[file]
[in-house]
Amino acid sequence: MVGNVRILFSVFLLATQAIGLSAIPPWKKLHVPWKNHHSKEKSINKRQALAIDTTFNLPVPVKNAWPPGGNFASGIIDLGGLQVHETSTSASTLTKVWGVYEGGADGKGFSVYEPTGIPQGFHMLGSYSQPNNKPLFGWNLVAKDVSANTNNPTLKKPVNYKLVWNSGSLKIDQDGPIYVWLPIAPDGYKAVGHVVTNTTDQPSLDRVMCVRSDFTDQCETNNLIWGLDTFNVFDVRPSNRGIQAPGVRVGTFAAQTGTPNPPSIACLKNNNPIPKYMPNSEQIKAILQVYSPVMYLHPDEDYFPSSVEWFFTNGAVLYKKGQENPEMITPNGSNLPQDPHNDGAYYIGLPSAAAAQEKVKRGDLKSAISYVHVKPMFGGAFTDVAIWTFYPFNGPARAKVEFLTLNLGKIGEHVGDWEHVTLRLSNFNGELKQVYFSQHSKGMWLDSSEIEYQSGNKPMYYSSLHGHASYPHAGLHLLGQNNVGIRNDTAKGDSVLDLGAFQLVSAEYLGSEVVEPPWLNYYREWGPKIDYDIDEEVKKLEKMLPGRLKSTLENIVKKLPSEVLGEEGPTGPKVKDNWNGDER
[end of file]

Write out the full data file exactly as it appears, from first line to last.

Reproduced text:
[in-house]
Amino acid sequence: MVGNVRILFSVFLLATQAIGLSAIPPWKKLHVPWKNHHSKEKSINKRQALAIDTTFNLPVPVKNAWPPGGNFASGIIDLGGLQVHETSTSASTLTKVWGVYEGGADGKGFSVYEPTGIPQGFHMLGSYSQPNNKPLFGWNLVAKDVSANTNNPTLKKPVNYKLVWNSGSLKIDQDGPIYVWLPIAPDGYKAVGHVVTNTTDQPSLDRVMCVRSDFTDQCETNNLIWGLDTFNVFDVRPSNRGIQAPGVRVGTFAAQTGTPNPPSIACLKNNNPIPKYMPNSEQIKAILQVYSPVMYLHPDEDYFPSSVEWFFTNGAVLYKKGQENPEMITPNGSNLPQDPHNDGAYYIGLPSAAAAQEKVKRGDLKSAISYVHVKPMFGGAFTDVAIWTFYPFNGPARAKVEFLTLNLGKIGEHVGDWEHVTLRLSNFNGELKQVYFSQHSKGMWLDSSEIEYQSGNKPMYYSSLHGHASYPHAGLHLLGQNNVGIRNDTAKGDSVLDLGAFQLVSAEYLGSEVVEPPWLNYYREWGPKIDYDIDEEVKKLEKMLPGRLKSTLENIVKKLPSEVLGEEGPTGPKVKDNWNGDER